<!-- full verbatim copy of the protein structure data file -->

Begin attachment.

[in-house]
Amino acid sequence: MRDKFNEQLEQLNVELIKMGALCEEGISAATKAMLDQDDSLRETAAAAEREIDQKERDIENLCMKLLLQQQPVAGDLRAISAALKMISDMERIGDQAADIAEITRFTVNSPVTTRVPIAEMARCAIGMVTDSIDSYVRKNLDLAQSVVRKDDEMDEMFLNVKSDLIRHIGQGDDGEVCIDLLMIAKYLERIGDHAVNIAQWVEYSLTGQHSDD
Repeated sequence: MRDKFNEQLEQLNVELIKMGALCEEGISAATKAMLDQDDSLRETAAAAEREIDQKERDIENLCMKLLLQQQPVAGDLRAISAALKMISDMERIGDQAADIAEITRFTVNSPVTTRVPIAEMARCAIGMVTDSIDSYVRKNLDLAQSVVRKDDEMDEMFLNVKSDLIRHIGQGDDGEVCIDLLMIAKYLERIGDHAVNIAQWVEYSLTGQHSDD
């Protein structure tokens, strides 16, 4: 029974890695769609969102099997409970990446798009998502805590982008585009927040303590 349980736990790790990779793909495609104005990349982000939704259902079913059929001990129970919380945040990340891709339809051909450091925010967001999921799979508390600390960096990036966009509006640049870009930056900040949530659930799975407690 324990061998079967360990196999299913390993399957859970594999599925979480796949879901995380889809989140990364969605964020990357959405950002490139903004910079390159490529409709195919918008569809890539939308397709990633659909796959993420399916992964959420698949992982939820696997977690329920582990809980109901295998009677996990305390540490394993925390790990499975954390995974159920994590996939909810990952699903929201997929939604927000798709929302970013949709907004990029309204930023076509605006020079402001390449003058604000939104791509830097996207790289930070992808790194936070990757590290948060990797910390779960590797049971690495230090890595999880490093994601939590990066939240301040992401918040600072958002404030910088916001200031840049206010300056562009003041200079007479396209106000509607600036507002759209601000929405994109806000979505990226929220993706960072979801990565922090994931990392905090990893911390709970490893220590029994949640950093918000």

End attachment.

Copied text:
[in-house]
Amino acid sequence: MRDKFNEQLEQLNVELIKMGALCEEGISAATKAMLDQDDSLRETAAAAEREIDQKERDIENLCMKLLLQQQPVAGDLRAISAALKMISDMERIGDQAADIAEITRFTVNSPVTTRVPIAEMARCAIGMVTDSIDSYVRKNLDLAQSVVRKDDEMDEMFLNVKSDLIRHIGQGDDGEVCIDLLMIAKYLERIGDHAVNIAQWVEYSLTGQHSDD
Repeated sequence: MRDKFNEQLEQLNVELIKMGALCEEGISAATKAMLDQDDSLRETAAAAEREIDQKERDIENLCMKLLLQQQPVAGDLRAISAALKMISDMERIGDQAADIAEITRFTVNSPVTTRVPIAEMARCAIGMVTDSIDSYVRKNLDLAQSVVRKDDEMDEMFLNVKSDLIRHIGQGDDGEVCIDLLMIAKYLERIGDHAVNIAQWVEYSLTGQHSDD
């Protein structure tokens, strides 16, 4: 029974890695769609969102099997409970990446798009998502805590982008585009927040303590 349980736990790790990779793909495609104005990349982000939704259902079913059929001990129970919380945040990340891709339809051909450091925010967001999921799979508390600390960096990036966009509006640049870009930056900040949530659930799975407690 324990061998079967360990196999299913390993399957859970594999599925979480796949879901995380889809989140990364969605964020990357959405950002490139903004910079390159490529409709195919918008569809890539939308397709990633659909796959993420399916992964959420698949992982939820696997977690329920582990809980109901295998009677996990305390540490394993925390790990499975954390995974159920994590996939909810990952699903929201997929939604927000798709929302970013949709907004990029309204930023076509605006020079402001390449003058604000939104791509830097996207790289930070992808790194936070990757590290948060990797910390779960590797049971690495230090890595999880490093994601939590990066939240301040992401918040600072958002404030910088916001200031840049206010300056562009003041200079007479396209106000509607600036507002759209601000929405994109806000979505990226929220993706960072979801990565922090994931990392905090990893911390709970490893220590029994949640950093918000």